Voting ended yesterday for the first phase of assembly elections in Gujarat, which are considered a high-stake battle for the ruling Bharatiya Janata Party (BJP) before the 2019 general elections.
“Six months ago it seemed a cakewalk for the BJP, but now the Gujarat elections look like a contest,” veteran political commentator Arti Jeyrath said.
Voters, with their election cards in hand, started lining up at polling booths early in the morning.
Prime Minister Narendra Modi built his reputation as an economic reformer in Gujarat which boomed under his rule when he was the chief minister, attracting investments from around the globe.
But his recent reforms – the new Goods and Services Tax and a shock currency ban to fight graft – have hit India’s growth and hurt the very constituency of traders and small business owners who were his biggest supporters in the state, polls found.
Experts say this election is a serious challenge to Modi as his rivals ride a wave of discontent over the stuttering economy, adding that voter anger over the reforms and a desire for change could boost the flagging fortunes of the opposition Congress Party.
The turnout yesterday was 68%, the Election Commission of India said after polls closed, revising its earlier figure of nearly 50%.
“Thank you Gujarat! Gratitude to my sisters and brothers of Gujarat for voting in record numbers today,” Modi tweeted late yesterday.
“I am seeing that BJP is headed towards a historic victory, powered by the affection and support of every Gujarati.”
Modi has already held 15 campaign rallies in Gujarat.
Yesterday’s turnout was lower than the 71.3% registered at the last state election in 2012.
The Congress campaign has been spearheaded by Rahul Gandhi – the man likely to challenge Modi for premiership at the next general election in 2019.
The election is seen as a chance for Gandhi to finally prove his mettle before he is named president of the party his mother Sonia has led for more than two decades.
Another threat to Modi’s dominance comes from two prominent groups – the Patidars, who make up almost 14% of Gujarat’s 43mn voters, and Dalit community.
The Patidars, a relatively well-off caste group comprising farmers and traders who came out in force to support Modi in previous polls, have rocked the state with demands for reservations in government jobs and education.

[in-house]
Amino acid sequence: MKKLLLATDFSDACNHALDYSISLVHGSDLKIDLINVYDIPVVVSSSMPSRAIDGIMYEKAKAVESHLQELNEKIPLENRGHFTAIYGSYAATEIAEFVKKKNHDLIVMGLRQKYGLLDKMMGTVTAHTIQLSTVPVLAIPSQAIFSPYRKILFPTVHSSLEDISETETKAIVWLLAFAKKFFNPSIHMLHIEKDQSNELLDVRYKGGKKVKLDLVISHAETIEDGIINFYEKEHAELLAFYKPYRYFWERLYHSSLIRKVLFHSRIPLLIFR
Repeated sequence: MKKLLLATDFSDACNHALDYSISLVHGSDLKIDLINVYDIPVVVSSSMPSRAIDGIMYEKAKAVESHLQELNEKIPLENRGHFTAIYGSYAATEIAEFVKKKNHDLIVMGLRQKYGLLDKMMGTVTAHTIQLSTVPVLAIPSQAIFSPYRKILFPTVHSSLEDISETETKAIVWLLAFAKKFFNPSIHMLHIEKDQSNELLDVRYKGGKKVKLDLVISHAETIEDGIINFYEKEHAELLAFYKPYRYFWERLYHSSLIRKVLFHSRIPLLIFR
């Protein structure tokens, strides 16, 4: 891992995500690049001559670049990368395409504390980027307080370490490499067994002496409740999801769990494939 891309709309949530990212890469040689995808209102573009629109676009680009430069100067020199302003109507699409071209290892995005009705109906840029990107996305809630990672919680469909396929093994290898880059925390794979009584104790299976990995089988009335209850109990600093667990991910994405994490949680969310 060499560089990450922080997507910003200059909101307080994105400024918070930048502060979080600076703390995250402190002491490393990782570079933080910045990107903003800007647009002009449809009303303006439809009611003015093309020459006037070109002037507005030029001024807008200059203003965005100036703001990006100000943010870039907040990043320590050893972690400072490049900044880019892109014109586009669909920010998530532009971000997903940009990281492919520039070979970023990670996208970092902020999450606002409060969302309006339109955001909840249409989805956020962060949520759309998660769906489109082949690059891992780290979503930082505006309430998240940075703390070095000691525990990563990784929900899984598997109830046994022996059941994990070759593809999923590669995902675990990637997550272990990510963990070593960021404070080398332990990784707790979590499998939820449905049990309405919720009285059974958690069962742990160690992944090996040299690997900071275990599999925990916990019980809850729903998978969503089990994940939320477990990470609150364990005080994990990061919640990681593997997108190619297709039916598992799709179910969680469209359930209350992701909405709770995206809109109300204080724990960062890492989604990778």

A little over 21mn voters were eligible to cast their ballots yesterday when 89 constituencies were up for grabs across 19 districts of Gujarat, according to the Election Commission.
The next stage of voting is on December 14.
Earlier dozens of electronic voting machines malfunctioned briefly, particularly in the districts of Rajkot and Surat, home to textile and diamond trading industries.
“There were initial glitches in more than 30 EVMs due to technical reasons but they have been resolved,” said Rajkot district collector and election officer Vikrant Pandey.
Propped up by her relatives, 115-year-old Ajiben Chandravadiya cast her vote at a polling booth in Rajkot to retain her record of having voted in every election in Gujarat since 1960.
Further east in Bharuch district, a young couple, dressed in their wedding attire, made a quick stop at their local polling booth to cast their votes before heading to the marriage ceremony.
“My wife-to-be and I came here to vote. As an Indian citizen it is our duty and responsibility to vote,” the decked-up groom told local news channels, without giving his name.
Modi’s personal popularity remains high, with three major opinion polls this week showing a win for the BJP — although by a margin smaller than in 2012.
The combined poll average predicted the BJP grabbing 105-106 seats in the 182-member state house — well over the 92 required for it to form government for a fifth consecutive time.
It forecast Congress winning 73-74 seats.
India’s opinion polls are notoriously unreliable, having been way off mark in previous state and national elections.
Votes from the election will be counted on December 18, with results announced the same day.
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